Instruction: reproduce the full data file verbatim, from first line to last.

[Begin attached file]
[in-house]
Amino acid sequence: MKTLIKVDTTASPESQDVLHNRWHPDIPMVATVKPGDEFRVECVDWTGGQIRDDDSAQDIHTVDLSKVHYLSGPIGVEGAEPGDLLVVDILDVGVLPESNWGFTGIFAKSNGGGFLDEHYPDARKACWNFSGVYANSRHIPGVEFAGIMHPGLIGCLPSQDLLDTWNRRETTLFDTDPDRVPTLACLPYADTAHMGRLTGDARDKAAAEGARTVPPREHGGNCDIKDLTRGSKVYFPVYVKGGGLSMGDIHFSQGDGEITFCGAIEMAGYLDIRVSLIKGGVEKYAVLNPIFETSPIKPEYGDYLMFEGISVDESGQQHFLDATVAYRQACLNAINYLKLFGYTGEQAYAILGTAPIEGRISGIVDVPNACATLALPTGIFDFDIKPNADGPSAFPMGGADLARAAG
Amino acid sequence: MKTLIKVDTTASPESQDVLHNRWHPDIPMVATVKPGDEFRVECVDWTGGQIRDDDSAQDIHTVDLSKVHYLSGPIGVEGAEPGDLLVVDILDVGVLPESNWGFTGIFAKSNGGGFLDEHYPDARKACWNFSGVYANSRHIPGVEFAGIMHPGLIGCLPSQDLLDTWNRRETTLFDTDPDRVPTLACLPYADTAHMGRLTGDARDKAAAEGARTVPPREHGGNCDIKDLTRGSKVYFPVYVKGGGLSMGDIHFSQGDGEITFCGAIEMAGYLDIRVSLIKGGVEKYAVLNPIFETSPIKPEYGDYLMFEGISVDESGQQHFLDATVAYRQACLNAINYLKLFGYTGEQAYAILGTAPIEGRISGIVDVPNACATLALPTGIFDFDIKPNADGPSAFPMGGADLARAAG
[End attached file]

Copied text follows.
[in-house]
Amino acid sequence: MKTLIKVDTTASPESQDVLHNRWHPDIPMVATVKPGDEFRVECVDWTGGQIRDDDSAQDIHTVDLSKVHYLSGPIGVEGAEPGDLLVVDILDVGVLPESNWGFTGIFAKSNGGGFLDEHYPDARKACWNFSGVYANSRHIPGVEFAGIMHPGLIGCLPSQDLLDTWNRRETTLFDTDPDRVPTLACLPYADTAHMGRLTGDARDKAAAEGARTVPPREHGGNCDIKDLTRGSKVYFPVYVKGGGLSMGDIHFSQGDGEITFCGAIEMAGYLDIRVSLIKGGVEKYAVLNPIFETSPIKPEYGDYLMFEGISVDESGQQHFLDATVAYRQACLNAINYLKLFGYTGEQAYAILGTAPIEGRISGIVDVPNACATLALPTGIFDFDIKPNADGPSAFPMGGADLARAAG
Amino acid sequence: MKTLIKVDTTASPESQDVLHNRWHPDIPMVATVKPGDEFRVECVDWTGGQIRDDDSAQDIHTVDLSKVHYLSGPIGVEGAEPGDLLVVDILDVGVLPESNWGFTGIFAKSNGGGFLDEHYPDARKACWNFSGVYANSRHIPGVEFAGIMHPGLIGCLPSQDLLDTWNRRETTLFDTDPDRVPTLACLPYADTAHMGRLTGDARDKAAAEGARTVPPREHGGNCDIKDLTRGSKVYFPVYVKGGGLSMGDIHFSQGDGEITFCGAIEMAGYLDIRVSLIKGGVEKYAVLNPIFETSPIKPEYGDYLMFEGISVDESGQQHFLDATVAYRQACLNAINYLKLFGYTGEQAYAILGTAPIEGRISGIVDVPNACATLALPTGIFDFDIKPNADGPSAFPMGGADLARAAG